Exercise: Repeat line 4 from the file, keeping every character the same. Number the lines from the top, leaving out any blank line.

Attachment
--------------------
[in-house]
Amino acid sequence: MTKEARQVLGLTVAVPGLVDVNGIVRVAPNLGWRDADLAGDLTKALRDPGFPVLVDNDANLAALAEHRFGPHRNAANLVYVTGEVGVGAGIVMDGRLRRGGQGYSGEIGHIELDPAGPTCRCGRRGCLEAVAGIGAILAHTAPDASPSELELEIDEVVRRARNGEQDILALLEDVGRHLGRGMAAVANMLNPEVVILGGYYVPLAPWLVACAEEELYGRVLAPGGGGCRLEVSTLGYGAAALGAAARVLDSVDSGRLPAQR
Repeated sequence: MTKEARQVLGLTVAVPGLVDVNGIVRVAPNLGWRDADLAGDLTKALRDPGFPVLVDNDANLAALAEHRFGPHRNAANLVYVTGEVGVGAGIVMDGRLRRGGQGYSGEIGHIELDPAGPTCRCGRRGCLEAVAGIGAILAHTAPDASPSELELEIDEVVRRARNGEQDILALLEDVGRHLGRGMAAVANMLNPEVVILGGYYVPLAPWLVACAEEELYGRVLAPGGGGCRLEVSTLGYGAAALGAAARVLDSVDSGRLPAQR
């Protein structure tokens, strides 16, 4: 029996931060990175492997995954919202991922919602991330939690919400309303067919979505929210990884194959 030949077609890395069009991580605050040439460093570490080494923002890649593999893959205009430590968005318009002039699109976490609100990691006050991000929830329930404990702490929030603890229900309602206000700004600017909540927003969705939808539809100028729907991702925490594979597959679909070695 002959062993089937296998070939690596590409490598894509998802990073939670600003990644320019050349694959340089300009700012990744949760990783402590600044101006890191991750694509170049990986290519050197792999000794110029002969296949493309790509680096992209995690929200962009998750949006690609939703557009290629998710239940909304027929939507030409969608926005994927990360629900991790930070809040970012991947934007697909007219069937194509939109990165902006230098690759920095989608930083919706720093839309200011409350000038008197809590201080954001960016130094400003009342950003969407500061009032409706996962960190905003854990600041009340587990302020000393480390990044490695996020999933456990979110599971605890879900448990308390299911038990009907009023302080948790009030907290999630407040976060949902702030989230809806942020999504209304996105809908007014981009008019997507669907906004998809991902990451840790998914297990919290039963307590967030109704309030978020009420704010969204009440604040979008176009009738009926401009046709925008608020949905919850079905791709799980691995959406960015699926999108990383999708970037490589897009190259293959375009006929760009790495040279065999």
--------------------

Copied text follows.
């Protein structure tokens, strides 16, 4: 029996931060990175492997995954919202991922919602991330939690919400309303067919979505929210990884194959 030949077609890395069009991580605050040439460093570490080494923002890649593999893959205009430590968005318009002039699109976490609100990691006050991000929830329930404990702490929030603890229900309602206000700004600017909540927003969705939808539809100028729907991702925490594979597959679909070695 002959062993089937296998070939690596590409490598894509998802990073939670600003990644320019050349694959340089300009700012990744949760990783402590600044101006890191991750694509170049990986290519050197792999000794110029002969296949493309790509680096992209995690929200962009998750949006690609939703557009290629998710239940909304027929939507030409969608926005994927990360629900991790930070809040970012991947934007697909007219069937194509939109990165902006230098690759920095989608930083919706720093839309200011409350000038008197809590201080954001960016130094400003009342950003969407500061009032409706996962960190905003854990600041009340587990302020000393480390990044490695996020999933456990979110599971605890879900448990308390299911038990009907009023302080948790009030907290999630407040976060949902702030989230809806942020999504209304996105809908007014981009008019997507669907906004998809991902990451840790998914297990919290039963307590967030109704309030978020009420704010969204009440604040979008176009009738009926401009046709925008608020949905919850079905791709799980691995959406960015699926999108990383999708970037490589897009190259293959375009006929760009790495040279065999």